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    Axon Microcontroller

    Setting Up Hardware

    Part #1: Installing Software
    Part #2: Setting up Hardware
    Part #3: Using the Bootloader

    STEP 1: Install USB Drivers

    To use the USB for the first time you must first install the USB driver file. Simply download the .exe file appropriate for your operating system and install it.

    Next, plug in your USB cable (you do not need to power the Axon to do this).

    USB Connection

    Your computer should now detect the new hardware and ask you about drivers for the CP2102 (the USB converter chip on the Axon). Follow the installer directions given until complete.

    STEP 2: Connect Power

    Now you must plug in your battery. Look for the pin labeled 'B' or 'Bat' on your Axon at the bottom left side. The middle pin is for power, and the left pin is for ground.

    A 6V NiMh battery with Hitec connector is recommended, but you can also use 7.2V and/or a NiCad battery type. Be aware that some servos may over heat at greater than 6V.

    See the Axon datasheet for more info on voltage/current tolerances.

    Battery Connection

    The Hitec battery connector has three wires, one for the battery, one for the Axon, and one for a battery charger. This lets you embed the battery in your robot without having to open it up to charge your robot or turn it on.

    STEP 3: Test USB

    Download this hyperterminal config file, then double click it.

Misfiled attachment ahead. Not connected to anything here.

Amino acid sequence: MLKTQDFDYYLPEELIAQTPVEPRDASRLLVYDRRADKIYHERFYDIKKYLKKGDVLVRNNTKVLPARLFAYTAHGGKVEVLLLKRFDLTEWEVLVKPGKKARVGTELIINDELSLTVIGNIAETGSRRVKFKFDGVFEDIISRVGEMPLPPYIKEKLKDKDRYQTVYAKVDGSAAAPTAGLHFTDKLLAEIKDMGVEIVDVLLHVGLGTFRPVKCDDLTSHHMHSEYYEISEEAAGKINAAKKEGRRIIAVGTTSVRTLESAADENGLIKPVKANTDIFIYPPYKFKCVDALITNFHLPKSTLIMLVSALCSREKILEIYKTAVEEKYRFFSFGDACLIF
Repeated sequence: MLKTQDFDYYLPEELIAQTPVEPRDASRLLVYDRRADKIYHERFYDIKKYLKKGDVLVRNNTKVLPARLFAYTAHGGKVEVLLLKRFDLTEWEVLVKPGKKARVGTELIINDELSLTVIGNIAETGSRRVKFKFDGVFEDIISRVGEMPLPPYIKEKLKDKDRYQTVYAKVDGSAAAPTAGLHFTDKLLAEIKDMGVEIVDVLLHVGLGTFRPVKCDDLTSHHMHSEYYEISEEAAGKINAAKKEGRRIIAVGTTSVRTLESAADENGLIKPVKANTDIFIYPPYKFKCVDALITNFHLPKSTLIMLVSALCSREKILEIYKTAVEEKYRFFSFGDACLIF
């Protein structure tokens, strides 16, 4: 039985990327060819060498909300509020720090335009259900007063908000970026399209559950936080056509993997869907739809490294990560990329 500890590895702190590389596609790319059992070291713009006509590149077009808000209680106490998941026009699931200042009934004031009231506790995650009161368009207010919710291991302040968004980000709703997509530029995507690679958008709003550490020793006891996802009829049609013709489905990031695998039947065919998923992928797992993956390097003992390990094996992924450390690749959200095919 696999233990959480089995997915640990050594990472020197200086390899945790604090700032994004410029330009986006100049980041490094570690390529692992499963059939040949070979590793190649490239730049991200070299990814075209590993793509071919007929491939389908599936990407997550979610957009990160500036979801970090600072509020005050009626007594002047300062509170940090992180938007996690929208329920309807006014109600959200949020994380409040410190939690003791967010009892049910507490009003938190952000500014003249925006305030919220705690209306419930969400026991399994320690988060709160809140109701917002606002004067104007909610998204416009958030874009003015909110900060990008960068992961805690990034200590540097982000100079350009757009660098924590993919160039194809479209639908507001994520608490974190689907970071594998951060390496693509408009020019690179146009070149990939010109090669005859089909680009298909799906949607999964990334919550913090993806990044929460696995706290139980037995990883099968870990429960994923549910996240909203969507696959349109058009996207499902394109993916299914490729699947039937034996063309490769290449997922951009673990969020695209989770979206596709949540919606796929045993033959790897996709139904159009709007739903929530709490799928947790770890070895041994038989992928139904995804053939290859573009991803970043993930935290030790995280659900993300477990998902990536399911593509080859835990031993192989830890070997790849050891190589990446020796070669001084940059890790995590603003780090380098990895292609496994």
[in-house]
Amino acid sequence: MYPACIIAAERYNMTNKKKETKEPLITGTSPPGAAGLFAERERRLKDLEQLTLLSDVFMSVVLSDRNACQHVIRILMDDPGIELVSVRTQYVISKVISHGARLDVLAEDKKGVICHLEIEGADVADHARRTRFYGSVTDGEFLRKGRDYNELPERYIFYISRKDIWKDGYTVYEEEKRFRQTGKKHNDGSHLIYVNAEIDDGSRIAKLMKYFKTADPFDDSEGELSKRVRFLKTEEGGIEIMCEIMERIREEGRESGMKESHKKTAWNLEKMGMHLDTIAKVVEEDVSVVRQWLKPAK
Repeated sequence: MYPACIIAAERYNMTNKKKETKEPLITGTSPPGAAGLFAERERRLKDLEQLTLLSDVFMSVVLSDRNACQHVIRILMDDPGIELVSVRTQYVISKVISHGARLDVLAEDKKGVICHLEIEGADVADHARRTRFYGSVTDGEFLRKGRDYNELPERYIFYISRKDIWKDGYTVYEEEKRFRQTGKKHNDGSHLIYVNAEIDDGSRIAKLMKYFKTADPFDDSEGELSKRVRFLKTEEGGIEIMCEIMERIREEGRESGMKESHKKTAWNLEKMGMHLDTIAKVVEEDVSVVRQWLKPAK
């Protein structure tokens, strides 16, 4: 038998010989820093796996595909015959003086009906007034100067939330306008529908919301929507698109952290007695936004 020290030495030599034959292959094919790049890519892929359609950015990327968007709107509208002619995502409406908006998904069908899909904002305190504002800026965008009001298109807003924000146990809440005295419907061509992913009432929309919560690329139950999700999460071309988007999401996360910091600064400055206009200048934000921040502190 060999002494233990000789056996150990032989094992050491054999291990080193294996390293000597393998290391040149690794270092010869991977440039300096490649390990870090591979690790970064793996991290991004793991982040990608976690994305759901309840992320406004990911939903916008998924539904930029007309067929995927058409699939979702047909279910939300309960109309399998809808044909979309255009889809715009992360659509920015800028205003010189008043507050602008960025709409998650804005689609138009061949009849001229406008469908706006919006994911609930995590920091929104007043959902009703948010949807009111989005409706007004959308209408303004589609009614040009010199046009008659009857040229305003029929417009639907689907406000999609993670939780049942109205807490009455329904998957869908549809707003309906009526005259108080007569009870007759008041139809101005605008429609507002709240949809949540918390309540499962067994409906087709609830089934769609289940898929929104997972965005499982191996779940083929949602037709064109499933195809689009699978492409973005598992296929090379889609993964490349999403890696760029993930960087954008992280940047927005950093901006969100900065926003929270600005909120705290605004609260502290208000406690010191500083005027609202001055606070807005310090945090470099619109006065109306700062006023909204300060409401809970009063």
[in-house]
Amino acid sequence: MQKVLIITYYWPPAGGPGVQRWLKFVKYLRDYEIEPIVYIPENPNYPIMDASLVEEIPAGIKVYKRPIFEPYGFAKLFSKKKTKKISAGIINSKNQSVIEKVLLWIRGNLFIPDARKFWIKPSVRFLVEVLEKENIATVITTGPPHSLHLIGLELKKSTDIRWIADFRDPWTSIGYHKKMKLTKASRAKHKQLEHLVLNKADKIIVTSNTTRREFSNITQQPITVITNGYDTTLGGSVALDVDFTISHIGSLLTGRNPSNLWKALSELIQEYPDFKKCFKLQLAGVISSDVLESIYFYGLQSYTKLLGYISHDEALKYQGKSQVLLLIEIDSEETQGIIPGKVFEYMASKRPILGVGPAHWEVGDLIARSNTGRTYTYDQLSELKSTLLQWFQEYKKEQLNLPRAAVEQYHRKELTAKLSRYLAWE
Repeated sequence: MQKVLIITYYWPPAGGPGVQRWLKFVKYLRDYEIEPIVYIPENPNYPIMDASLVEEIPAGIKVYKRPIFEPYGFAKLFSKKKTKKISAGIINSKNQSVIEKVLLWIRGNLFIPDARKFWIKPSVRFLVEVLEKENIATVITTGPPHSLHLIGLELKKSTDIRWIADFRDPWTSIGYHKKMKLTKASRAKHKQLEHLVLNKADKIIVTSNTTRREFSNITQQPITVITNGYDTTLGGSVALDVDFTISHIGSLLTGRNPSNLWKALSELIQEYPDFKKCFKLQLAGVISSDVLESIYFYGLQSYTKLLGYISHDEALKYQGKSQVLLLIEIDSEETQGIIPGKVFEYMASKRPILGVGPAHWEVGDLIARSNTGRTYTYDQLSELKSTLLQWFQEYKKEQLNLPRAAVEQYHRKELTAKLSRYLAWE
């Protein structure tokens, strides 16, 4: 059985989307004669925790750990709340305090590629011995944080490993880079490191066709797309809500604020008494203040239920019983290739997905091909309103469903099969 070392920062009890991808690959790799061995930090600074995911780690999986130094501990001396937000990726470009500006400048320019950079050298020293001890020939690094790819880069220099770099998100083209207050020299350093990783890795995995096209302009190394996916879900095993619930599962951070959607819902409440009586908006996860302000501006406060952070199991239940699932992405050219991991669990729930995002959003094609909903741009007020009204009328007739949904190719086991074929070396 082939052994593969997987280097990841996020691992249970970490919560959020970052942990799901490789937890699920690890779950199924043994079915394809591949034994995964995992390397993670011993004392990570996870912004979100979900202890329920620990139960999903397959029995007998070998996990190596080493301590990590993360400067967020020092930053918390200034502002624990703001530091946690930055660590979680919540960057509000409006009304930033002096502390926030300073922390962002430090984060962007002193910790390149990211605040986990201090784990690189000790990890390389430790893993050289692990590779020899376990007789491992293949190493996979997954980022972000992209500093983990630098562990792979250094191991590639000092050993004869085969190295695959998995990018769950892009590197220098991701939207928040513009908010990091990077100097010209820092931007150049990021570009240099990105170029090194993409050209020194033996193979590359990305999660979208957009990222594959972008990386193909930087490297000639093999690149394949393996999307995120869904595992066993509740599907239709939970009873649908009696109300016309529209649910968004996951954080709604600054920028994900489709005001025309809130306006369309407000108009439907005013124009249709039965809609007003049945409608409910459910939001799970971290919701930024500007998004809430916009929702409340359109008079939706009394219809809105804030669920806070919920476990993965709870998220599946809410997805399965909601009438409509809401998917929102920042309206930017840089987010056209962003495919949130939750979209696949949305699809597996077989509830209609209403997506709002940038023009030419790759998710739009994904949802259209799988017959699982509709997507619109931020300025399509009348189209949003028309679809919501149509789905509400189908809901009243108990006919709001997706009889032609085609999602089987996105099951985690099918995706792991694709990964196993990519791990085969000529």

For instructions on configuring it correctly, check out my hyperterminal tutorial.

    Select your COM port and baud rate (115.2kbps), then click connect. You should immediately start seeing data.


    Remember, if your receiving junk data, that means you improperly set up the baud rate but everything else is working fine. It also means you should read the FAQ on UART gibberish.

    If you don't like HyperTerminal, another popular terminal program to try is Tera Term.

    note: The first 15 Axons shipped in 2009 had an incorrect baud rate pre-installed on the factory installed test program. Nothing major, but if you want to test the USB before programming the Axon (not required), simply bootload up the newest test program to overwrite the old one.

    STEP 4: Connect Sensors & Servos

    Servos can be connected to any header on the left and right of the Axon. Ground (black wire) is always the outside row, and red (power) is always the center row.

    Analog sensors, such as the Sharp IR Rangefinder should always be connected to the regulated 5V bus. The 5V bus is the first 16 (ADC #0-15) headers on the top header row of the Axon.

    An example:

    Axon Servos and Sensors Connection

    You can also take power from the Axon for other external devices as shown with the red and black connector on the left:

    Axon Power Bus Connection

    A UART connection is demonstrated on the right.

    STEP 5: Connect UART

    The UART is a way for the Axon to communicate with other hardware through serial, such as a camera, bluetooth, or GPS. It's as easy as plug and play.

    T is for transmit, R is for receive, and G is for ground (make sure external devices share a common ground!).

    Axon UART Connection

    STEP 6: Mount Axon to Robot

    It is recommended to mount your Axon to your robot using spacers at least .25" long. Here is an example with 1" spacers and four screws (not included):

    Axon with Spacers

    Here is an example of it mounted to the ERP:

    Axon Mounted to ERP

    STEP 7: Mount the On/Off Switch

    The included on/off switch has a plate that can be removed to help you mount it to your robot in an easy to reach location.

    Unscrew Switch

    Here is an example of it mounted to the ERP:

    Mounted Switch

    Now that you are done setting up hardware, continue to
    Part #3: Using the Bootloader >>>

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